My parents are divorced and my father never cared about what I was doing or whether if he still remembered me. His apathetic nature towards me affected me a lot until I discovered the fact of having two twin stepbrothers. Sixteen years without the presence of a father was really annoying but then I had my mother and my grandmother with me for adequate support. I shrank from discussing the past, and the dread of a lonely future. She, however, was ready at last to speak about her complicated and a failed marriage with my father.
Sitting down for dinner with her, just the two of us, night after night, I began to understand how well she had kept things away from me. Struck by the quiet acuteness of her observations, I winced at my own failure to defend her hurt. The easy option had always been to take my father's side as he mocked and criticized her for his life. My father, an unusually dominant personality, had always been doing what his sister and his mother did. His mother called the tunes to which my father and my father's sister danced.
My mother, from the earliest years of her married life, adopted the silence and retreat tactic after she lost hope that they would improve and the strategies she chose for the survival of her married life was just shattered by then. When voices rose, she looked away. When pressure built, she wandered out into the garden. "I was weak," my mother had confessed during one of our late night chats. I disagreed. Finally, aware of how much unhappiness she had endured, how much it cost her to pretend that all was well, I admired her dignity.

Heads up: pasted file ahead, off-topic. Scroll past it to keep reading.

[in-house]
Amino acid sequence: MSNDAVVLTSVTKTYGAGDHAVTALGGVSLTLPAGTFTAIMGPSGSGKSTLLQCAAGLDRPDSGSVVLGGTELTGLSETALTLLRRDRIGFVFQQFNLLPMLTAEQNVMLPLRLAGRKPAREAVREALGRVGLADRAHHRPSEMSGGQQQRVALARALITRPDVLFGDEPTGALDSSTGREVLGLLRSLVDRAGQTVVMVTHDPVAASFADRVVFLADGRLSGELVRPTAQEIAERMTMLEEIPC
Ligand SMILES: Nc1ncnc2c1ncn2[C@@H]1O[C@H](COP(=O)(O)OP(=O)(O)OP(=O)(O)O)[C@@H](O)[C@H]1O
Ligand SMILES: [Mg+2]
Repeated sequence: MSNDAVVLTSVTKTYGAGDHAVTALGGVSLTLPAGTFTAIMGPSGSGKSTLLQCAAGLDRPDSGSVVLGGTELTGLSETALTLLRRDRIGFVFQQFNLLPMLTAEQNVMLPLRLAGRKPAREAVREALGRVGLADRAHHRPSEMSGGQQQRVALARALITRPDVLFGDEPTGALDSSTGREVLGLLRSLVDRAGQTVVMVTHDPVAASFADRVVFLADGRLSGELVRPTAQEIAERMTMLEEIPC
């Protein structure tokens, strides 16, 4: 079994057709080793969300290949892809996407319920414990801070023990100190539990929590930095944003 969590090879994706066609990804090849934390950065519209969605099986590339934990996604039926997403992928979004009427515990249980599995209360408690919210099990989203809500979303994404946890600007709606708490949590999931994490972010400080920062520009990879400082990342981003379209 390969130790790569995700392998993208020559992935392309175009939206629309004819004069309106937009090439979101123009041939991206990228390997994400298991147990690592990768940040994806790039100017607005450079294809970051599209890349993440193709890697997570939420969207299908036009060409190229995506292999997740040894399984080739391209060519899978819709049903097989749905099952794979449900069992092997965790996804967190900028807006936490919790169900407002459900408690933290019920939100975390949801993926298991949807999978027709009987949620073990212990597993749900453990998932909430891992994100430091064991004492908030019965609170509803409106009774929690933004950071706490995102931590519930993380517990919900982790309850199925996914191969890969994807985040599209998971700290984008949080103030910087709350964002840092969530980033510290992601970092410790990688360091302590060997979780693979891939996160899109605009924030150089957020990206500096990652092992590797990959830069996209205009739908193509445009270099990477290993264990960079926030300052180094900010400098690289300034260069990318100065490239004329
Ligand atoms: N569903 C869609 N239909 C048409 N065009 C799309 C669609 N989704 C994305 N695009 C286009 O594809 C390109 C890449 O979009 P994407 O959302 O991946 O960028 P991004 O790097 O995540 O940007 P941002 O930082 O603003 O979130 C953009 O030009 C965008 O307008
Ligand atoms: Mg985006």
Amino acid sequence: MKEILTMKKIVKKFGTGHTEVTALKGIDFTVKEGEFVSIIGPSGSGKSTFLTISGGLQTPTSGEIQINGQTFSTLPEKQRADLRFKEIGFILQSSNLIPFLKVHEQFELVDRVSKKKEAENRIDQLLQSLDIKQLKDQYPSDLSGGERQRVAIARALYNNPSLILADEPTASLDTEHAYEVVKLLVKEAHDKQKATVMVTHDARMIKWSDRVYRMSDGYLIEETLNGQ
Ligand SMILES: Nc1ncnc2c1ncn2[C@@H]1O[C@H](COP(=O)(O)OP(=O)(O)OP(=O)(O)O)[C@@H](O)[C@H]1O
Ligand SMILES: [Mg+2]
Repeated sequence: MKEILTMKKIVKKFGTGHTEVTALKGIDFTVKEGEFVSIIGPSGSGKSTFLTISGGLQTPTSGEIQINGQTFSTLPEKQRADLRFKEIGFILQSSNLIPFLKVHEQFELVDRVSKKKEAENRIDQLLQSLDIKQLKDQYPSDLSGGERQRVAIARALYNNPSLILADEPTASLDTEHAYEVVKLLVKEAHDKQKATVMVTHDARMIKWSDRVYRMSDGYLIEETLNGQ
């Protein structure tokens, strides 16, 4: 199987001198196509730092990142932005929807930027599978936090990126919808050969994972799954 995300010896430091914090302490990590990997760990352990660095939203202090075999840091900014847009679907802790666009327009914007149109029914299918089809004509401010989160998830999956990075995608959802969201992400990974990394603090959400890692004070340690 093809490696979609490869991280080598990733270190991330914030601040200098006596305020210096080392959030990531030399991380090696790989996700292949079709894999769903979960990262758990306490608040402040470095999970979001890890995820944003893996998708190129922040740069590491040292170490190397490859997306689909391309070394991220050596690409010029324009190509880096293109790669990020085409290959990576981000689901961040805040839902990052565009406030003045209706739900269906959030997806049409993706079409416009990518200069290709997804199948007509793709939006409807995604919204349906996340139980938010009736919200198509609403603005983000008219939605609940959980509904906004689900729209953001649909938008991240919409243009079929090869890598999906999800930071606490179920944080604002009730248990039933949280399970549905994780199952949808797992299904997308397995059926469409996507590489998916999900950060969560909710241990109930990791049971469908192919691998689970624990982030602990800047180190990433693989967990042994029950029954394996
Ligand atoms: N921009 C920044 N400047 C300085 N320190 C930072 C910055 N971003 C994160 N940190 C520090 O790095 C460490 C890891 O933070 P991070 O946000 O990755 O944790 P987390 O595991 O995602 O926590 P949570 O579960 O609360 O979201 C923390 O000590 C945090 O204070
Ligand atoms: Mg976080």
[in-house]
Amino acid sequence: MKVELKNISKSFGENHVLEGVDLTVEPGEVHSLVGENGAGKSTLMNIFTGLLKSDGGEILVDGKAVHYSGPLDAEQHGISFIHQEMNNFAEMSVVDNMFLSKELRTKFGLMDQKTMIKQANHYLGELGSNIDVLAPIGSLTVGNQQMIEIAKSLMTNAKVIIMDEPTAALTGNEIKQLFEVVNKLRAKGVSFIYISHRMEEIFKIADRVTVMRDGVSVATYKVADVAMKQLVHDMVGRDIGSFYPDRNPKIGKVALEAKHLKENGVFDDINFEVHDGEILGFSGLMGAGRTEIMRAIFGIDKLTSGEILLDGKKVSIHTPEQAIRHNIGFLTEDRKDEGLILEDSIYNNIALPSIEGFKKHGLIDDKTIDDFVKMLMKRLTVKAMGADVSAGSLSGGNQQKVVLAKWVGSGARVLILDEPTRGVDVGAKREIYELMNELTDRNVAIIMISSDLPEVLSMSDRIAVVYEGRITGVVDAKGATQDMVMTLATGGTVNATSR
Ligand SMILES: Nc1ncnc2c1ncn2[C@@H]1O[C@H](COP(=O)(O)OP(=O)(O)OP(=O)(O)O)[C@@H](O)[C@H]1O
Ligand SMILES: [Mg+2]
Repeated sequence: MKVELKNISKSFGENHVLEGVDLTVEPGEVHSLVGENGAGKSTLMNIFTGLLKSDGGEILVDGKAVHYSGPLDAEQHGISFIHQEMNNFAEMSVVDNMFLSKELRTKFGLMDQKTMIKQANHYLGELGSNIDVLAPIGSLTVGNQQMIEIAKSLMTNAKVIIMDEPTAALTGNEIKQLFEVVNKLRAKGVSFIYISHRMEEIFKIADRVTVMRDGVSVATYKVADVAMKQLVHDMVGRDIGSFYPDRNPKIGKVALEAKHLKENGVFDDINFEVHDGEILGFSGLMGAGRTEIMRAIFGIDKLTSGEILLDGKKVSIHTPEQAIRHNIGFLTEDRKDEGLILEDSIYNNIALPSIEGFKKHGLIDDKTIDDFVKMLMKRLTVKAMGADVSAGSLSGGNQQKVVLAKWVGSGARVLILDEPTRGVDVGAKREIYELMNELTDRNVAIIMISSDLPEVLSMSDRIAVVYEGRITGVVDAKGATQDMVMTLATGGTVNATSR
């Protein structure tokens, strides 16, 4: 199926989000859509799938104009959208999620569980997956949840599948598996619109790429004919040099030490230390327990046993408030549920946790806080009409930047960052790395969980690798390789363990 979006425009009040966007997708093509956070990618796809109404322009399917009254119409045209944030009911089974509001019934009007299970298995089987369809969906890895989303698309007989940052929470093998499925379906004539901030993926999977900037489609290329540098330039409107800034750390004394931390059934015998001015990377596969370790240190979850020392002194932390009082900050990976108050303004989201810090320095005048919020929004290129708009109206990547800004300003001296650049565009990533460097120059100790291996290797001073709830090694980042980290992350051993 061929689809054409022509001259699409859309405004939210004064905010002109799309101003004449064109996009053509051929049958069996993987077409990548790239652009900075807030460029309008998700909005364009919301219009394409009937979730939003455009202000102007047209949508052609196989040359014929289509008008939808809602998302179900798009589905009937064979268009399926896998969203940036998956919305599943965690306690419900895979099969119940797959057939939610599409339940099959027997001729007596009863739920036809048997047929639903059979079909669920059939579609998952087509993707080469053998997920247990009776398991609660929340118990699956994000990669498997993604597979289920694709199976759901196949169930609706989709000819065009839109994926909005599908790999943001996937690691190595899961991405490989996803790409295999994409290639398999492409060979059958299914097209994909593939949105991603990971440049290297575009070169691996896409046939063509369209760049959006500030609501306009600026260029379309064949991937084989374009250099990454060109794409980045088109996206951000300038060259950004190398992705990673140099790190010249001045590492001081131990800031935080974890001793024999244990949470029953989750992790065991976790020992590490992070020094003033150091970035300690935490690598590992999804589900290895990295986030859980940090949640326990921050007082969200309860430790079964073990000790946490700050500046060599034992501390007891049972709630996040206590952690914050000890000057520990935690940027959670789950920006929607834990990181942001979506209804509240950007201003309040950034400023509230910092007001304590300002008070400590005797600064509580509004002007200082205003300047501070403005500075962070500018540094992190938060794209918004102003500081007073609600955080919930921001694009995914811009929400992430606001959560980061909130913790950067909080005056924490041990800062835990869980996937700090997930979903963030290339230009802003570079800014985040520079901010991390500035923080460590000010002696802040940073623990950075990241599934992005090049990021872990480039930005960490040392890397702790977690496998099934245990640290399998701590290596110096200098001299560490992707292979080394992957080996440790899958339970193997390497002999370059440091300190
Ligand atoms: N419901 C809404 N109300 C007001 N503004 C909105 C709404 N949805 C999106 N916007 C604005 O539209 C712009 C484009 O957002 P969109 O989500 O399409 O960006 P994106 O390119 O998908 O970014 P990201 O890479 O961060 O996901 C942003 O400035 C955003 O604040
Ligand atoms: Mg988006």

There were moments of regret in our three years of retrospective discussions. Why had I always chosen to take my father's side against her? But there were also moments of sweet compensation. As we both recalled, my father just couldn't really accept the fact of a failed marriage and he was a father of one boy. Reading through my mom's divorce papers, I was surprised to learn that this man was never really interested in the welfare of his son. I helplessly observed how shameless he could be. The conversations were both engrossing and chastening. We spoke, for the first time, as equals. I rediscovered her as my friend.
Early after a failed marriage, my mother recovered from the zest of an earlier, more vibrant self. My mother has always been the admirable woman type. She follows the careers of Shahid Kapoor and John Abraham with eager interest and examines the pages of entertainment tabloids with a keen eye specially focussing on John Abraham's Dostana body. So when a mugger in Cochin tried to attack her, I pushed her sideways so that she could be rescued. She applauded me for that instant decision. My friends say she looks younger than me and happier too. Writing and talking about past experiences has brought my mother and me much closer.